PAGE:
(International Ground Source Heat Pump Association, 2017) Picard, Damien; Jorissen, Filip; Helsen, Lieve
    Ground source heat pump (GSHP) systems extract heat or cold from the ground by circulating a heat carrier uid (HCF) in a ground heat exchanger and inject this energy in buildings. This paper shows that there exists an optimal HCF ow rate which minimizes the energy use of such systems. The paper proposes an analytical solution for the optimal ow rate as a function of measurable variables, system parameters and data that can easily be derived from manufacturer data sheets. The analytical solution is validated using a detailed simulation model representing an existing GSHP system of 99 boreholes with a depth of 30m.
  • Publication
    New methods to spatially extend thermal response test assessments
    (International Ground Source Heat Pump Association, 2017) Raymond, Jasmin; Malo, Michel; Lamarche, Louis; Perozzi, Lorenzo; Gloaguen, Erwan; Bégin, Carl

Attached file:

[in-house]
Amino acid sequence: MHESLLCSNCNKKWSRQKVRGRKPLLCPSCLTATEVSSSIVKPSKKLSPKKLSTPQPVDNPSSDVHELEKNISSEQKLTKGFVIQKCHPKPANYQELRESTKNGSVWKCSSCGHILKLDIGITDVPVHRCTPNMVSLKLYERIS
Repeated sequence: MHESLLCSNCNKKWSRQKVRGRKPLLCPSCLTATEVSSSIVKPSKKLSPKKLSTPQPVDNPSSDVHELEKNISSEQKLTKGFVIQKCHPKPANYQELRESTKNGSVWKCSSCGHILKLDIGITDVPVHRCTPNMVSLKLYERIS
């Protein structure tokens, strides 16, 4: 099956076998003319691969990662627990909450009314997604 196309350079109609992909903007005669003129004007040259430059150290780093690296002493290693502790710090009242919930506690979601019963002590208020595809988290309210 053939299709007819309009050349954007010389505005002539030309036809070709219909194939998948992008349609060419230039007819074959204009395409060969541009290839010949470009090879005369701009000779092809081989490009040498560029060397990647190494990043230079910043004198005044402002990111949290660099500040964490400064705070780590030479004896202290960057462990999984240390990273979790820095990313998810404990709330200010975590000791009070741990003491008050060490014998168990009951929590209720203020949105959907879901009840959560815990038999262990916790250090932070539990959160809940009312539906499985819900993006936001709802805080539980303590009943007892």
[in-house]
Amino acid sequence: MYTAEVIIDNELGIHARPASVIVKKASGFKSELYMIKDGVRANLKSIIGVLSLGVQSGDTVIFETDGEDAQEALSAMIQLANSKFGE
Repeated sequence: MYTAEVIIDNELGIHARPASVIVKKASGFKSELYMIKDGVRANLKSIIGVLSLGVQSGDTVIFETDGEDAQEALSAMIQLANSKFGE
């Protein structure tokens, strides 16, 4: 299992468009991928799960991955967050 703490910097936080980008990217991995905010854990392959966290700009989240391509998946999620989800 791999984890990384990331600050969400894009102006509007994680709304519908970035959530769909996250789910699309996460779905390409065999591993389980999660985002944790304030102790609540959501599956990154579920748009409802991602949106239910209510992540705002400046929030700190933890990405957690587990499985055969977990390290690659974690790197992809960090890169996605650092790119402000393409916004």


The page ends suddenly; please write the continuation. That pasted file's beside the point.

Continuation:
Thermal response tests (TRTs), used to evaluate the subsurface thermal conductivity when designing ground source heat pump systems, are spatially limited to the vicinity of the borehole where a test is carried out. The subsurface is heterogeneous and the thermal conductivity assessment provided by a TRT is likely to vary beyond the tested borehole. New methods have, therefore, been developed to extend subsurface assessments at the building site and the urban district scales. The first method relies on temperature profiles measured at equilibrium in ground heat exchangers that are reproduced with inverse numerical simulations to infer the terrestrial heat flow and the subsurface thermal conductivity beyond a first TRT. Inversion of temperature profiles was verified at a pilot site in the Appalachians where TRTs had been performed and showed a thermal conductivity estimate within less than 10 % for both approaches. The second method is based on geostatistical simulations to map the distribution of the subsurface thermal conductivity in areas where several ground source heat pump installations are anticipated. A first mapping exercise was achieved to the north of Montreal in the St. Lawrence Lowlands with fours TRTs and ten laboratory measurements interpolated with sequential Gaussian simulations.